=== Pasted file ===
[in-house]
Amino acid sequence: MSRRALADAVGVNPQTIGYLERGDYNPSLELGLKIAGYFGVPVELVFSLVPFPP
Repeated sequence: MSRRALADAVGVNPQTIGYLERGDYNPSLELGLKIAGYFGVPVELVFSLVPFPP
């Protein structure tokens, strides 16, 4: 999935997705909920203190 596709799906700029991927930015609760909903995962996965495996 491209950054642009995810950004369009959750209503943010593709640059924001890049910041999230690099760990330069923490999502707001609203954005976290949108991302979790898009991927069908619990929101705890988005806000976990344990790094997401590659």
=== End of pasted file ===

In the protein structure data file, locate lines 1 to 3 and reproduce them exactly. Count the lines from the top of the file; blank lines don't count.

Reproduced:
[in-house]
Amino acid sequence: MSRRALADAVGVNPQTIGYLERGDYNPSLELGLKIAGYFGVPVELVFSLVPFPP
Repeated sequence: MSRRALADAVGVNPQTIGYLERGDYNPSLELGLKIAGYFGVPVELVFSLVPFPP